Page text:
15 April 2012
“Give thanks to the Lord for he is good; for his love has no end.”
We receive these beautiful words taken from the Psalm on this the eighth day of Easter, as if receiving from the lips of the risen Christ, who bears the great message of divine mercy and entrusts its ministry to the Apostles in the Upper Room: “Peace be with you. As the Father sent me, so am I sending you…. Receive the Holy Spirit. For those sins you forgive, they are forgiven; for those whose sins you retain, they are retained.” Jesus entrusted to them the gift of “forgiving sins,” a gift that flows from the wounds in his hands, his feet, and from his pierced side. From there a wave of divine mercy flows and floods the world.
The second Sunday of Easter has been celebrated as Divine Mercy Sunday since the canonization of St Faustina by Pope John Paul II on the second Sunday of Easter in the Jubilee Year 2000.
Faustina was third of 10 children born into a poor peasant farming family in Poland struggling through the ravages and aftermath of the First World War. She had only three years of very simple education and was eventually accepted at the age of 20 into a convent in Krakow having being rejected repeatedly because of her poverty and lack of education. In the convent she was assigned the humblest duties and tasks, usually in the kitchen or the garden.
And yet from the writings of this simple, humble servant come profound words of God’s loving message of Divine Mercy. Faustina received extraordinary revelations from and visions of Our Lord Jesus. Jesus asked her to record these experiences and she wrote them done faithfully in notebooks covering over 600 pages that have been compiled and published as the Diary of Saint Maria Faustina Kowalska. She died from tuberculosis in 1938 at the age of 33.
The Church’s teaching on Divine Mercy is based on Holy Scripture and the faith handed down by the apostles. Blessed John Paul didn’t establish “Divine Mercy Sunday” to commemorate St. Faustina’s mystical experiences. This Sunday is the Octave Day of Easter and Faustina’s revelations powerfully express the central truths that lie at the heart of our Easter celebrations: the merciful love of God, revealed vividly in the Passion and Resurrection of Jesus.
The Chaplet of Divine Mercy is an intercessory prayer centred on the Passion; and the Image of the Divine Mercy is an artistic expression of the Risen Christ. The two rays seen in the image, according to what Jesus told St Faustina, “represent the blood and the water” that flowed from his side when his heart was pierced on the Cross. The blood recalls the sacrifice of the Cross and the mystery of the Eucharist; the water makes us think of Baptism and the Gift of the Holy Spirit. In the Divine Mercy image, Jesus is moving towards us and asking us to trust in him. He is asking us not to be afraid to ask him for his limitless mercy in the Sacrament of Confession.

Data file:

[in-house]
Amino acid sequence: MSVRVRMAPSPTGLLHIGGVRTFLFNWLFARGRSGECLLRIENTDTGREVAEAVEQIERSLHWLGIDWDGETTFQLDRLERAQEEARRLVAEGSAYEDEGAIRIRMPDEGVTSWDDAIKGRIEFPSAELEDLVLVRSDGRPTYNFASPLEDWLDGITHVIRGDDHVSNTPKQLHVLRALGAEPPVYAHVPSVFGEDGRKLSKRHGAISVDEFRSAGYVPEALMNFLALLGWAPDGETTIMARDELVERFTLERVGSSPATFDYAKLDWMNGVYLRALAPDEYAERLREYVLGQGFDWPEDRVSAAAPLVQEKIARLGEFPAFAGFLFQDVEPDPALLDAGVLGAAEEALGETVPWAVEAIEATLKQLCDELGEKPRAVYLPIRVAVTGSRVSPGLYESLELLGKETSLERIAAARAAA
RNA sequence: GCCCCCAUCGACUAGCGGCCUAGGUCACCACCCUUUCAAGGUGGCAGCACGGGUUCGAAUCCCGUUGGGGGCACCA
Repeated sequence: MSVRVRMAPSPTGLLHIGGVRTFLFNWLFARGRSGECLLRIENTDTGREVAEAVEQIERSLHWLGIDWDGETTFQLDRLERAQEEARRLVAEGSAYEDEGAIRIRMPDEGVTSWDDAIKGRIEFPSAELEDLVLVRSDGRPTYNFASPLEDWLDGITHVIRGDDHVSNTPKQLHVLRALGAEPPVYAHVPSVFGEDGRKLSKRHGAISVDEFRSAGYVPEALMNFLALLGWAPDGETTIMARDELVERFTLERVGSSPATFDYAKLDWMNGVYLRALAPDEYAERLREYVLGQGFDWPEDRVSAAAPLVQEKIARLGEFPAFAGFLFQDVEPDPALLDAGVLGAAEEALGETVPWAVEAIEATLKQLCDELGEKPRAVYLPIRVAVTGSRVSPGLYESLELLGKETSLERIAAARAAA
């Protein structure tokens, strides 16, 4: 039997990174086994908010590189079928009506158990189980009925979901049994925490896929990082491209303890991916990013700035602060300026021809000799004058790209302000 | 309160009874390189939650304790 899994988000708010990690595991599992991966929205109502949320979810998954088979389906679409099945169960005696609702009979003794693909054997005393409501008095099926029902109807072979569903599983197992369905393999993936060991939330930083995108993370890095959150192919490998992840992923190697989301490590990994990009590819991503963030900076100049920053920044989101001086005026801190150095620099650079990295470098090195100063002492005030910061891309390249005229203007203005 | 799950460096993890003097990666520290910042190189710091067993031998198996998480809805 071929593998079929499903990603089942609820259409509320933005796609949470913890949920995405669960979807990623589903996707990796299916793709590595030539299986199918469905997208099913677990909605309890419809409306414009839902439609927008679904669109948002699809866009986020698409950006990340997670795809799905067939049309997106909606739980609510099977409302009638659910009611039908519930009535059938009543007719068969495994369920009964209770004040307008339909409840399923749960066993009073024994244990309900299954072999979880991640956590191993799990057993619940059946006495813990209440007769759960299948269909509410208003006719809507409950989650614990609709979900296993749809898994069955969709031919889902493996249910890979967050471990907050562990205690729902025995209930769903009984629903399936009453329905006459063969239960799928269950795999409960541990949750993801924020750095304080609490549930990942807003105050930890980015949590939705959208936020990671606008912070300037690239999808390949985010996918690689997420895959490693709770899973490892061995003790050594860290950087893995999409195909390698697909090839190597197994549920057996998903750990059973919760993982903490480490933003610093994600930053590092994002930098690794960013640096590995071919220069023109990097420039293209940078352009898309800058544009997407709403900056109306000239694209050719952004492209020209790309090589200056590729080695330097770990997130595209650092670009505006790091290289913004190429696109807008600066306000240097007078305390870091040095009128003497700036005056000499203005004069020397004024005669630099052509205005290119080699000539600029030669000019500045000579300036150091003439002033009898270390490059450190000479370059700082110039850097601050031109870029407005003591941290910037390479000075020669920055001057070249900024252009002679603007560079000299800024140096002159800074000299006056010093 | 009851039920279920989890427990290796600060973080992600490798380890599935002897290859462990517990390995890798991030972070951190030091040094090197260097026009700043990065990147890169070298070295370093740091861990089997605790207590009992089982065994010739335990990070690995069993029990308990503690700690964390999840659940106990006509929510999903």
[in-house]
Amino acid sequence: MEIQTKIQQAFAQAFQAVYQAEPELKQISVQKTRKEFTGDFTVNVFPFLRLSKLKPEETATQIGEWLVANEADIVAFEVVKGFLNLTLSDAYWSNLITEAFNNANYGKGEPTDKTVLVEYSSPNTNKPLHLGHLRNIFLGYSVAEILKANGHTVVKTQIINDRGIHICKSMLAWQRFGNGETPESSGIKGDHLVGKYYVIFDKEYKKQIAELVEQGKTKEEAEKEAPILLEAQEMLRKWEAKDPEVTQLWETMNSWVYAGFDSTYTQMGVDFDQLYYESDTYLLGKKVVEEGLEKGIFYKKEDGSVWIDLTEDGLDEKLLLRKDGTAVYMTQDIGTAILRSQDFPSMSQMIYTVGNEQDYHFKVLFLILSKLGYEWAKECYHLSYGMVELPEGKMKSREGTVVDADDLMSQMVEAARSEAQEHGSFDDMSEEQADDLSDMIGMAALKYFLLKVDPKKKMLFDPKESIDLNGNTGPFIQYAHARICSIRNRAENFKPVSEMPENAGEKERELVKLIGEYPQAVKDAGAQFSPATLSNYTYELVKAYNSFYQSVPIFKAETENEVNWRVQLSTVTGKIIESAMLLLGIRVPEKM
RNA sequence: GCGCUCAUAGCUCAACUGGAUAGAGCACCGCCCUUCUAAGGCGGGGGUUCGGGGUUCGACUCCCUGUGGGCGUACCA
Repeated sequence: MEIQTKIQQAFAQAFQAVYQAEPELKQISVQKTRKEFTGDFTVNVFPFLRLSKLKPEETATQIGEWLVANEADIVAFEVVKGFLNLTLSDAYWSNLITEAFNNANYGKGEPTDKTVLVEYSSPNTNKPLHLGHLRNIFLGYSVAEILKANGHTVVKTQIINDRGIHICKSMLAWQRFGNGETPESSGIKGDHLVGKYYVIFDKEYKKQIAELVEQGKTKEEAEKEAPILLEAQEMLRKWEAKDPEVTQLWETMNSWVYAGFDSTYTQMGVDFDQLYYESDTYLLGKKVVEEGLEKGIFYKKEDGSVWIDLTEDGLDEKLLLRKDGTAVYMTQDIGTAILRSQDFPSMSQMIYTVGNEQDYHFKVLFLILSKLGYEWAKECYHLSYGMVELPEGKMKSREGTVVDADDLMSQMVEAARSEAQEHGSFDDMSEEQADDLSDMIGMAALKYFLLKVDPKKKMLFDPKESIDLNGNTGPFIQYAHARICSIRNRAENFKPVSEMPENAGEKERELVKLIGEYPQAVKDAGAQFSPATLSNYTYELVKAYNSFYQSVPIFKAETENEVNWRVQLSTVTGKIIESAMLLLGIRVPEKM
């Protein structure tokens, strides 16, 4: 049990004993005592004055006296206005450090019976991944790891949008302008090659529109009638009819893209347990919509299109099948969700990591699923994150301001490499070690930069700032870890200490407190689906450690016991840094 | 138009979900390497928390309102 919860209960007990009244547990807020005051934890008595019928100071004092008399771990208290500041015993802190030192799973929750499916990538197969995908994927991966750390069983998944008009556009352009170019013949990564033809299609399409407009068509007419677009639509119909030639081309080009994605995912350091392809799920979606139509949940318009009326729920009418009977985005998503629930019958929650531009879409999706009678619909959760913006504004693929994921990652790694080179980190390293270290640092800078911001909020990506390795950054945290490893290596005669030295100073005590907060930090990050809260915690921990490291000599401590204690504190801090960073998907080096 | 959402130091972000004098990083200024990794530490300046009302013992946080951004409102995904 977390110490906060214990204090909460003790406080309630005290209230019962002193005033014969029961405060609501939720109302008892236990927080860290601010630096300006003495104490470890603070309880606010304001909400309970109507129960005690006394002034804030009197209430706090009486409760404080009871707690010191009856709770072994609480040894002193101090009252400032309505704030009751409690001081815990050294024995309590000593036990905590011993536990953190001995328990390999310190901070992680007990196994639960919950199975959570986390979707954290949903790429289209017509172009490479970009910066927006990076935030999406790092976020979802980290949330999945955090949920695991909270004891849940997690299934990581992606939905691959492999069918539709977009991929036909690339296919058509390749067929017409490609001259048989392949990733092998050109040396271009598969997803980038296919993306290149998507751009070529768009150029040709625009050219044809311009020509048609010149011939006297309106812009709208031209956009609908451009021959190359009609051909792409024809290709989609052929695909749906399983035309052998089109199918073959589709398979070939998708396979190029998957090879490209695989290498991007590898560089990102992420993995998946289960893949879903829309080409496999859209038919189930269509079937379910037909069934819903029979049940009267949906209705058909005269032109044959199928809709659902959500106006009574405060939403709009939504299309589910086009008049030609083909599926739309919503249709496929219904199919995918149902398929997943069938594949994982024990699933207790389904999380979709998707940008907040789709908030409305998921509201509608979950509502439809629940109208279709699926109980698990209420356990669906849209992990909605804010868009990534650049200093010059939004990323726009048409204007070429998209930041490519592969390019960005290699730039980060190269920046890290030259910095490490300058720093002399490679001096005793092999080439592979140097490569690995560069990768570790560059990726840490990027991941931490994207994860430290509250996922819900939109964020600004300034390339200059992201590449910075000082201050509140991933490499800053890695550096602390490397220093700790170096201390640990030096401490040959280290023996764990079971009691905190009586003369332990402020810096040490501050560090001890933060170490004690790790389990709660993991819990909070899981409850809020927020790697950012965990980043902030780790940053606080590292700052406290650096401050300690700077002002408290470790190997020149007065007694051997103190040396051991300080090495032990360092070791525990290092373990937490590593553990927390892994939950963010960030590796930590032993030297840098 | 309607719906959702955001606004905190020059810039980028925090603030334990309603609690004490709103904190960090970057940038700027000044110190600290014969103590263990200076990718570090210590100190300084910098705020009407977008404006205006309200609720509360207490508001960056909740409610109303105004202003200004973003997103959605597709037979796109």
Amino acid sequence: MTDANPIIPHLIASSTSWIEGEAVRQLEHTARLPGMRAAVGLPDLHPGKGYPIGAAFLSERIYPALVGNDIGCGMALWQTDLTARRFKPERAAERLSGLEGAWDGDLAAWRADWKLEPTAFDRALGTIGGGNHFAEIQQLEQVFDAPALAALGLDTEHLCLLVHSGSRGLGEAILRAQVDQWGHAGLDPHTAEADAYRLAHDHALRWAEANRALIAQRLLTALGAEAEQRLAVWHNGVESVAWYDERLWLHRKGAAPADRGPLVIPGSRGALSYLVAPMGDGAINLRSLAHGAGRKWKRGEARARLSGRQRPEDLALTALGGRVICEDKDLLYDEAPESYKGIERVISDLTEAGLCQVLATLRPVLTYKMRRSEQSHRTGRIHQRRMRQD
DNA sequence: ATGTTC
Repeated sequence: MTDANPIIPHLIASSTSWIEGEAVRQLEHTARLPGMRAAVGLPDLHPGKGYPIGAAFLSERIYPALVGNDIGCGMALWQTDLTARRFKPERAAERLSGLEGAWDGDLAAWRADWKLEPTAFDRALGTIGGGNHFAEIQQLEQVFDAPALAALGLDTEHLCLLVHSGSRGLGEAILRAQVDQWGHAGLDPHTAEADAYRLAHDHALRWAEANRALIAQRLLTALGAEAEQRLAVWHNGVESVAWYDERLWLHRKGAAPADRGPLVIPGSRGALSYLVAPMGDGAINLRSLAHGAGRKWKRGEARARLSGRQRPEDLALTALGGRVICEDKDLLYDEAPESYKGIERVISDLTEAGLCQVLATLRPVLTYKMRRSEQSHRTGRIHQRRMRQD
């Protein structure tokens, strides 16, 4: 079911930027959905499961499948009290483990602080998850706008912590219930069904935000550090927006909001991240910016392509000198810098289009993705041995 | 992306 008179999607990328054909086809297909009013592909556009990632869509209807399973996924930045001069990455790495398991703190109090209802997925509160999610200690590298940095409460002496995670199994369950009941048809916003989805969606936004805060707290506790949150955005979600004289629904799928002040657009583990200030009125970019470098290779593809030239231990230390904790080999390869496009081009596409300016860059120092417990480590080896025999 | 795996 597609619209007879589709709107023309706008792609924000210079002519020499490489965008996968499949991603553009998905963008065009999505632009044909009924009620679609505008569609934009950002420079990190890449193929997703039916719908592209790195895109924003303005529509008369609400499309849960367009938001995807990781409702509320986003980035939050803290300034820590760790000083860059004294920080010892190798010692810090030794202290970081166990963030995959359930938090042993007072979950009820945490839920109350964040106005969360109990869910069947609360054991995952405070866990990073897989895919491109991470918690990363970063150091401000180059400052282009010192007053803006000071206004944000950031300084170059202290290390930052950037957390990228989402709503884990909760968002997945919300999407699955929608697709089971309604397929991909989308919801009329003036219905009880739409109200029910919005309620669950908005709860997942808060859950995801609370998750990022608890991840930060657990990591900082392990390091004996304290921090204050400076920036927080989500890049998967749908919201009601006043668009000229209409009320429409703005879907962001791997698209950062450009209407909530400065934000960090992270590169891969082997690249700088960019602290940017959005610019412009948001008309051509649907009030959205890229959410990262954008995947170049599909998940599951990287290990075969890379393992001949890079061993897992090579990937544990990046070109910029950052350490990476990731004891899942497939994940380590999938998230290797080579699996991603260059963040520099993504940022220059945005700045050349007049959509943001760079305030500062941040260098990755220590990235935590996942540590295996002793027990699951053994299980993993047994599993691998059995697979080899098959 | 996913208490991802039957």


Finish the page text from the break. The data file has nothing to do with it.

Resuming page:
Blessed John Paul wrote “There is nothing that man needs more than Divine Mercy—that love which is benevolent, which is compassionate, which raises man above his weakness to the infinite heights of the holiness of God. It is a message that is clear and understandable for everyone. Anyone can come and look at this image of the merciful Jesus, His Heart radiating grace, and hear in the depths of his own soul what Saint Faustina heard: ‘Fear nothing. I am with you always’. And if this person responds with a sincere heart: ‘Jesus, I trust in you,’ he will find comfort in all his anxieties and fears.”
It seems wonderfully appropriate that when Pope JPII passed on, he died during the night on the Vigil of the Feast of Divine Mercy in 2005.
The ABC of the Divine Mercy message is simply:
A – Ask. Ask for God’s Mercy. God wants us to approach Him in prayer constantly, repenting of our sins and asking Him to pour His mercy out upon us and upon the whole world.
B – Be merciful. God wants us to receive His mercy and let it flow through us to others. He wants us to extend love and forgiveness to others just as He does to us.
C – Complete trust in Jesus. God wants us to know that the graces of His mercy are dependent upon our trust. The more we trust in Jesus, the more we will receive.
It was a lack of trust that was the root of Thomas’ doubts about the Risen Lord. He didn’t trust the word of the other disciples and he didn’t trust the promise made by Jesus. Thomas could not see in the darkness of his despair and disappointment, what Jesus had revealed to him in the light.
Have we not all at some time had our doubts? And have we not at some time felt the cold darkness and emptiness that comes with that doubt?
Faith is not the absence of doubt; it is the overcoming of doubt.
Alfred Lloyd Tennyson wrote: “There lives more faith in honest doubt than in half the creeds.”
Jesus did not blame Thomas for doubting and he didn’t condemn him. He invited him rather to come closer and to touch him. Thomas in response gives us that profound profession of faith “My Lord and my God”. And for the rest of his life he travelled widely witnessing to the Resurrection and preaching the Gospel. Tradition has it that he was the only Apostle who evangelised outside of the Roman Empire. It’s believed that he journeyed to what is known today as Iran and then went to India where he was killed for proclaiming his faith in the Risen Lord.
Jesus asked Thomas to come close and to touch him as a sign of his real presence. He calls each one of us to come closer and touch him. He is really present in the Sacrament of the Blessed Eucharist. Doubt no longer but believe.
“My Lord and my God. Jesus, I trust in you.”